Despite overwhelming enthusiasm, when the crew arrived in La Paz on March 14, Bourgeois did not know what to expect. “I hadn’t been in Bolivia in a lot of years,” recounts the spunky Father in his molasses-like Southern drawl. “I had a lot of hard memories about the place.” But Roy could only have dreamt how different his reception would be this time in Bolivia. Upon arrival in the early dawn the crew was personally greeted by the Americas’ first indigenous President, Evo Morales. He led them from the plaza over which the Presidential Palace towers, Plaza Murillo, where only fifty years earlier indigenous people were forbidden to enter, into a chamber. Once in the chamber, they quickly got into discussion. “It’s pretty simple: it’s about men with guns,” Bourgeois explained. Morales acknowledged this simple truth, its efficacy still fresh in his mind: Victor Hugo Daza, a 17-year old boy murdered during the 2001Water War in Cochabamba—one of the revolts that helped catapult Morales to power—was shot dead at the hands of a military sniper trained at the SOA.

Yet, while in full agreement with SOA Watch’s argument, Morales could not make a commitment to cut off sending soldiers, 500 of which have been sent in the last ten years. Most likely Bolivia’s precarious position in its US relations—the developing nation receives around $170 million a year in conditional US aid—contributed to this indecisiveness.

But despite the uncertainty, SOA Watch took as a good omen the mural beneath which they had been seated throughout the conversation with Morales, the Palace’s newest piece of artwork and the President’s favorite: a giant Che Guevara portrait made entirely of lacquered coca leaves. “Evo’s gotta talk it over with his advisors, but he’s gonna sign on…. It’s just a matter of time,” assures Bourgeois.

In Uruguay, whose populace experienced brutal repression under a 1973-1984 dictatorship trained in part in SOA torture techniques, the trio met with Defense Minister Azucena Berrutti. A former human rights lawyer well-versed in the SOA and the atrocities committed by its graduates, Berrutti did not need to be convinced of SOA Watch’s message; she explained Uruguay had not sent troops to the SOA since last year’s inauguration of the Tabaré Vázquez Administration. Several days after the meeting, Berrutti made Uruguay’s commitment official when she publicly announced that the nation would no longer send troops to the SOA.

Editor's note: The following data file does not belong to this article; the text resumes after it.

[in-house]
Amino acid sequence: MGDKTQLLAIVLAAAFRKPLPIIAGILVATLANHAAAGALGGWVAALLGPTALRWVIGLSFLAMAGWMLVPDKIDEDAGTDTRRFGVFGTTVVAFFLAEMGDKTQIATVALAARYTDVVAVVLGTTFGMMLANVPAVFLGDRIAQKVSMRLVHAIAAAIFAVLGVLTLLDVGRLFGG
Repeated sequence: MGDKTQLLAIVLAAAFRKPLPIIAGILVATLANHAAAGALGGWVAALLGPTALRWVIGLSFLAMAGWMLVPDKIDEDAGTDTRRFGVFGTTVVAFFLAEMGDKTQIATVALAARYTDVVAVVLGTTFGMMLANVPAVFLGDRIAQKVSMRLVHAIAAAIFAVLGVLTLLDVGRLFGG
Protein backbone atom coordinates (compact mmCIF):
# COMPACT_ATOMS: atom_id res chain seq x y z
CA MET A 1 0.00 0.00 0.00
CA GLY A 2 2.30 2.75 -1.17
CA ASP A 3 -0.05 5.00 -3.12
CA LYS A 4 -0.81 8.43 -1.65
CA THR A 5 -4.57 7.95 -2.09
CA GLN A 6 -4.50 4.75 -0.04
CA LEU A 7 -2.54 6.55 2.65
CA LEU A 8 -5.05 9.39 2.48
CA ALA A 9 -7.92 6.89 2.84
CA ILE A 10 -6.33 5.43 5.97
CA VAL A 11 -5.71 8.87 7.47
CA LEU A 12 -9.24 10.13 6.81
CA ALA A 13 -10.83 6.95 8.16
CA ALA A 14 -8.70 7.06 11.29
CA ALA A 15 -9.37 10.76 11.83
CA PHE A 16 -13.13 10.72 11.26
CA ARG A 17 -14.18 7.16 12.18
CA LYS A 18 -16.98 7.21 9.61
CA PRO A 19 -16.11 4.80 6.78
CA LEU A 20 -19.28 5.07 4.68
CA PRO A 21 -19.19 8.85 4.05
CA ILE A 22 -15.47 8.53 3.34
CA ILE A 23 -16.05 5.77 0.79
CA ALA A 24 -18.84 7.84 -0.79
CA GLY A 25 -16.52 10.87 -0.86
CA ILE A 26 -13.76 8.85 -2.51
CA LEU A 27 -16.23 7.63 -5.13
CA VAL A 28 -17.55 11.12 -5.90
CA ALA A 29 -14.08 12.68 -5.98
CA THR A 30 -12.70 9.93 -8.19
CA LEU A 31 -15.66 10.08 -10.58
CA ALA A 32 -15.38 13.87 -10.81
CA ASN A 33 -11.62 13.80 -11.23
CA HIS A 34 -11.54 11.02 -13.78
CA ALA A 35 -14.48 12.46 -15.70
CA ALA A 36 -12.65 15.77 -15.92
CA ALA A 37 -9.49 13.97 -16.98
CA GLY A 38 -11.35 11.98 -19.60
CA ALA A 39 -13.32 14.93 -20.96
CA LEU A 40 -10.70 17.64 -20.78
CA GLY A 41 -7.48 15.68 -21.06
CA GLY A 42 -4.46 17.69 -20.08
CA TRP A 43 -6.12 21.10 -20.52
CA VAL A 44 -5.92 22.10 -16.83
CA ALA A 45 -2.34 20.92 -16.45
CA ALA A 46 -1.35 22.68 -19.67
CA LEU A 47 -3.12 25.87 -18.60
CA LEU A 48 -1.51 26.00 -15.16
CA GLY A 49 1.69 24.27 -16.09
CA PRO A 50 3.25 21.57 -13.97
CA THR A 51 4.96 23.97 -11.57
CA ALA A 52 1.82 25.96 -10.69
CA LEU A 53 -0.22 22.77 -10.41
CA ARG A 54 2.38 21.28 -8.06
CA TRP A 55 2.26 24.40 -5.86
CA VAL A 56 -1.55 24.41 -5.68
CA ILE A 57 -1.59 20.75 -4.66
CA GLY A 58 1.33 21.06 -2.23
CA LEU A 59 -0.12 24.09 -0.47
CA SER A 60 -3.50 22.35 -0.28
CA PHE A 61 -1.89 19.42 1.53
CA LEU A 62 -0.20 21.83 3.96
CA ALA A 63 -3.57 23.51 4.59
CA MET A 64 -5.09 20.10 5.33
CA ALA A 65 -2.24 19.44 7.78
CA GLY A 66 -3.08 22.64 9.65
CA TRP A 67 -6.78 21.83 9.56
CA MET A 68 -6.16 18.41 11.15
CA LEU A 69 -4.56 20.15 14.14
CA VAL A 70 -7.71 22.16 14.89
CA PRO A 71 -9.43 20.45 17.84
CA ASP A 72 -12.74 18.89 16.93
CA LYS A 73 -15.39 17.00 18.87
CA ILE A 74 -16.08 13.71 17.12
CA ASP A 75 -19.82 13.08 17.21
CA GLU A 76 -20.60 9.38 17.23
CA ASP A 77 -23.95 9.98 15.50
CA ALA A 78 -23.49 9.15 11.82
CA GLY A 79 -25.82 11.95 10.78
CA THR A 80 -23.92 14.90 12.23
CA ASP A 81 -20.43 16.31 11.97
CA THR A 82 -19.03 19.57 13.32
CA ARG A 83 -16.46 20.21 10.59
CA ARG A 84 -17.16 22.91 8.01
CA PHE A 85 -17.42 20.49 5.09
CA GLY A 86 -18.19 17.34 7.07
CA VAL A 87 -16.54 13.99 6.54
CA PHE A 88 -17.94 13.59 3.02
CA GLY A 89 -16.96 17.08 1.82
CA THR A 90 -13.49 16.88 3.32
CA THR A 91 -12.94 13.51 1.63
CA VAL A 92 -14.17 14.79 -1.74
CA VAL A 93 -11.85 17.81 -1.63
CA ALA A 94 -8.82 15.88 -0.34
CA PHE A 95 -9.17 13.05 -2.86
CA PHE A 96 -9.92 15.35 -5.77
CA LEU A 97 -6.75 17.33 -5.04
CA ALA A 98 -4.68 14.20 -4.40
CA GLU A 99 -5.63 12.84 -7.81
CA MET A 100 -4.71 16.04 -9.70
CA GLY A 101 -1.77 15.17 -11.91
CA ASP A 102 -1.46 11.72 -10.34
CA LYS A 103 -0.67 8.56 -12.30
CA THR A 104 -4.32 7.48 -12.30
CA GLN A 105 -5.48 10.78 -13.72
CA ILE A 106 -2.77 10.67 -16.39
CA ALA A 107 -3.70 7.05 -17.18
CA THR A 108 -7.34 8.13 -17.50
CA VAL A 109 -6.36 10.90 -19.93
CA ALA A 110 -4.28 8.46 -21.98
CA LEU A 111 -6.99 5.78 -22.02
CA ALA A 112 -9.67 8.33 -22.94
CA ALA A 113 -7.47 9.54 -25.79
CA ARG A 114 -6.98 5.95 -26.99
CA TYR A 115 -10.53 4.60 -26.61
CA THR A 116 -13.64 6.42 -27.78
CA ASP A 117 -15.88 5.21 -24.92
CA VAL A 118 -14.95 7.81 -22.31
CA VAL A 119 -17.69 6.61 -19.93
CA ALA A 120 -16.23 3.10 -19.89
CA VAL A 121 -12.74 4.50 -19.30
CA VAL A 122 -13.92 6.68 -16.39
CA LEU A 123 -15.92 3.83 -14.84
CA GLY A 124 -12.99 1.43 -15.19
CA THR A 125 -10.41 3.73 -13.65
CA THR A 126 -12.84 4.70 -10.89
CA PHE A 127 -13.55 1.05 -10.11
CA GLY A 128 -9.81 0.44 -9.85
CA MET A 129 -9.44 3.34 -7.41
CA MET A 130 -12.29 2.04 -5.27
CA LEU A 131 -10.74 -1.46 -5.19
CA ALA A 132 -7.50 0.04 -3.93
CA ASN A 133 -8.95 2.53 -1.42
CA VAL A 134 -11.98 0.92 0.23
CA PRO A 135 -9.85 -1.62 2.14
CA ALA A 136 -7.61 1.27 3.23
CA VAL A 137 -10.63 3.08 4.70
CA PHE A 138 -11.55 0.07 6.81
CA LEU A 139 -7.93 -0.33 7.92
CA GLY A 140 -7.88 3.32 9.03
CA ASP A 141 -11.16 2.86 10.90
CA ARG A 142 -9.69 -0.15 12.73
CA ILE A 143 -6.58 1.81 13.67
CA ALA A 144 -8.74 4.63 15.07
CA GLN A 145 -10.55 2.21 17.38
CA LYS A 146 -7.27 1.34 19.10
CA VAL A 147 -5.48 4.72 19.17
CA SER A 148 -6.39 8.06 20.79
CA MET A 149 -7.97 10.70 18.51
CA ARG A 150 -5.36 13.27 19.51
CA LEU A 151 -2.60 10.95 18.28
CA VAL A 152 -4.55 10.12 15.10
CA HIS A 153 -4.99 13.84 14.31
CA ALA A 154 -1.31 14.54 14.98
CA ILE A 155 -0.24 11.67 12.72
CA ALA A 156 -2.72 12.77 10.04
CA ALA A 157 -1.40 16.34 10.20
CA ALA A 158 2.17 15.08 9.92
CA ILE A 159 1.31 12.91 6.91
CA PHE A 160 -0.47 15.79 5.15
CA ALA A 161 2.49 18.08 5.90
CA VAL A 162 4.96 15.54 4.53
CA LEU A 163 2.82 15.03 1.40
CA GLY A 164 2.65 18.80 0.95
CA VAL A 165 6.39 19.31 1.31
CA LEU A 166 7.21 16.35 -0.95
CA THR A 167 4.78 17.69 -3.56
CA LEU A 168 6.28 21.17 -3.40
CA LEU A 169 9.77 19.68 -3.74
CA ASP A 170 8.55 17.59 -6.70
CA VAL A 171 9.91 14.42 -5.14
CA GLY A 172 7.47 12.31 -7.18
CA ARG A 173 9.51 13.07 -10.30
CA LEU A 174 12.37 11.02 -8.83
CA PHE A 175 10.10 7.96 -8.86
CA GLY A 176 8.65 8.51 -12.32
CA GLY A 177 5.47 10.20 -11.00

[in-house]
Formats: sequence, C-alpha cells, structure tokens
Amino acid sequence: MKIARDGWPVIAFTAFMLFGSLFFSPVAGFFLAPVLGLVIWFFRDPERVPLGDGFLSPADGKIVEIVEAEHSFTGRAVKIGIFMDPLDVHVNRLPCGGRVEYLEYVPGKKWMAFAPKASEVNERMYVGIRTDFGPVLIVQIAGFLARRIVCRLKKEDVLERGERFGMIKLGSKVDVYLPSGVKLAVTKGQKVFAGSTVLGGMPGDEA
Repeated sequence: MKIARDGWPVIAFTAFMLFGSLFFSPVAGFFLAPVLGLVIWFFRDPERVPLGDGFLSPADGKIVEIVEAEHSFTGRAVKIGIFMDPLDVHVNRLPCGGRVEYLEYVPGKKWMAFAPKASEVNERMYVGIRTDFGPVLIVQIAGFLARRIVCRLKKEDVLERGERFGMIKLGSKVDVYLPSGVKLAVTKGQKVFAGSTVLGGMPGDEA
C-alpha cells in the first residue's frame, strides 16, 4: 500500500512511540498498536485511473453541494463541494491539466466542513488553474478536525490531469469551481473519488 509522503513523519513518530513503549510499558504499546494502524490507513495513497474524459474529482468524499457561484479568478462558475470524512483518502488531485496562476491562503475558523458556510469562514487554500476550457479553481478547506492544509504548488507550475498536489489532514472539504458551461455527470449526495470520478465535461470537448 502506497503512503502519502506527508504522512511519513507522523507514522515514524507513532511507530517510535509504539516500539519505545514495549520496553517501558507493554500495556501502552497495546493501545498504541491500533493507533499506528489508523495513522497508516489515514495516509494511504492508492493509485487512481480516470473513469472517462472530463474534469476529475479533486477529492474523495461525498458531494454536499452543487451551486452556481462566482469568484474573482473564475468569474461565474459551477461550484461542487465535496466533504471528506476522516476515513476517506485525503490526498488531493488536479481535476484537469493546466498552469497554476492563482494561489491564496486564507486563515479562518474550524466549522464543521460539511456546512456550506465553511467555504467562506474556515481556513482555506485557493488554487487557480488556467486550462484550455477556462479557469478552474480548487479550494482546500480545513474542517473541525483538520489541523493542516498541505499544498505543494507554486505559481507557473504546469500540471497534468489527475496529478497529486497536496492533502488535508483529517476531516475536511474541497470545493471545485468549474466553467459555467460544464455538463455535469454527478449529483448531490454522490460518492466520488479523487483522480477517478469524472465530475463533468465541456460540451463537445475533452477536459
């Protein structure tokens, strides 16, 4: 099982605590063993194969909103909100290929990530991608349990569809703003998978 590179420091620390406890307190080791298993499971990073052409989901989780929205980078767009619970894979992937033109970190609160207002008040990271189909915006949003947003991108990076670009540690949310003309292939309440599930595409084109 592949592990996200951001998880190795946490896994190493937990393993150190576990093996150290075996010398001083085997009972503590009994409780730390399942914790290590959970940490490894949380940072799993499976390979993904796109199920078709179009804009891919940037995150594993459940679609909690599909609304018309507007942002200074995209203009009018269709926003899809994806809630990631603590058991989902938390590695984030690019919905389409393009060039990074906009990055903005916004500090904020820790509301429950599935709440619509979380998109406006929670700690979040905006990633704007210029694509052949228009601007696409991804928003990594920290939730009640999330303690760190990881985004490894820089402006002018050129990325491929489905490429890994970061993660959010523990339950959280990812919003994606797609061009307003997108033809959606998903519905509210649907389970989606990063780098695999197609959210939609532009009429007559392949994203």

SOA Watch’s Argentina visit coincided with the thirty-year anniversary of the coup that brought to power Argentina’s brutal El Proceso dictatorship. In the Plaza de Mayo, the main public square in Buenos Aires, the SOA Watch crew found a crowd of some 100,000 gathered to denounce the continued impunity of ex-dictators and to demand remembrance of the regime’s victims and justice for its survivors. Addressing the crowd, her voice amplified through towering stacks of speakers, madre of honor of the Mothers of the Plaza de Mayo Hebe Bonafini shouted: “The dictators and torturers today remain unpunished, festering and infecting our society. We have waited long enough for justice. We have been patient. The time for patience has passed.” The crowd cheered wildly. She went on to say that the US had supported these dictators and mass murderers, many of them educated at the SOA.

Bourgeois and company picked a good time to come to Argentina—they did not have to do much convincing at their meeting with Defense Minister Nilda Garré. The intensely politically conscious mood in Argentina would have made a refusal of SOA Watch’s appeal a PR disaster for any administration. Argentina, who has typically sent 10-20 troops annually, promises that after the one troop currently there comes home, no more troops will be sent.